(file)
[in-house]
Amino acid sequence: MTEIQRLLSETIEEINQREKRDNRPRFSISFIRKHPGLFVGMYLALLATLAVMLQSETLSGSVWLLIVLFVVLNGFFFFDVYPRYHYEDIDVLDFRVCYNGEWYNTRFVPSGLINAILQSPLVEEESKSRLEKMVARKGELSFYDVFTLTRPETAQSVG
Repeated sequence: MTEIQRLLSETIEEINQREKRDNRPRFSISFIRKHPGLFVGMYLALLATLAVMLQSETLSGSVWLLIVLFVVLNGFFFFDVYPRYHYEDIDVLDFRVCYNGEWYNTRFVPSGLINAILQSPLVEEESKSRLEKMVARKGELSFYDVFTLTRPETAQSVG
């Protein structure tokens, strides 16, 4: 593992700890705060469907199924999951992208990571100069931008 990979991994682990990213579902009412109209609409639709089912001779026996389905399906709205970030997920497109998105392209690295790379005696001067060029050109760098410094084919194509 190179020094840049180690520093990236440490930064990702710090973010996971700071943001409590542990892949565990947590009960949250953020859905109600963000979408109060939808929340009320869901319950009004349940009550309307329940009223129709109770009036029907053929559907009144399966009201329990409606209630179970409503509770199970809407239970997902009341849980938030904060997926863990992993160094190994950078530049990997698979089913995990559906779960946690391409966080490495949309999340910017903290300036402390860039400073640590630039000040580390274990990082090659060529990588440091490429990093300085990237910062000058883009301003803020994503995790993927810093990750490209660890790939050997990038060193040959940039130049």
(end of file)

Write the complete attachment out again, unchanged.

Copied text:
[in-house]
Amino acid sequence: MTEIQRLLSETIEEINQREKRDNRPRFSISFIRKHPGLFVGMYLALLATLAVMLQSETLSGSVWLLIVLFVVLNGFFFFDVYPRYHYEDIDVLDFRVCYNGEWYNTRFVPSGLINAILQSPLVEEESKSRLEKMVARKGELSFYDVFTLTRPETAQSVG
Repeated sequence: MTEIQRLLSETIEEINQREKRDNRPRFSISFIRKHPGLFVGMYLALLATLAVMLQSETLSGSVWLLIVLFVVLNGFFFFDVYPRYHYEDIDVLDFRVCYNGEWYNTRFVPSGLINAILQSPLVEEESKSRLEKMVARKGELSFYDVFTLTRPETAQSVG
């Protein structure tokens, strides 16, 4: 593992700890705060469907199924999951992208990571100069931008 990979991994682990990213579902009412109209609409639709089912001779026996389905399906709205970030997920497109998105392209690295790379005696001067060029050109760098410094084919194509 190179020094840049180690520093990236440490930064990702710090973010996971700071943001409590542990892949565990947590009960949250953020859905109600963000979408109060939808929340009320869901319950009004349940009550309307329940009223129709109770009036029907053929559907009144399966009201329990409606209630179970409503509770199970809407239970997902009341849980938030904060997926863990992993160094190994950078530049990997698979089913995990559906779960946690391409966080490495949309999340910017903290300036402390860039400073640590630039000040580390274990990082090659060529990588440091490429990093300085990237910062000058883009301003803020994503995790993927810093990750490209660890790939050997990038060193040959940039130049």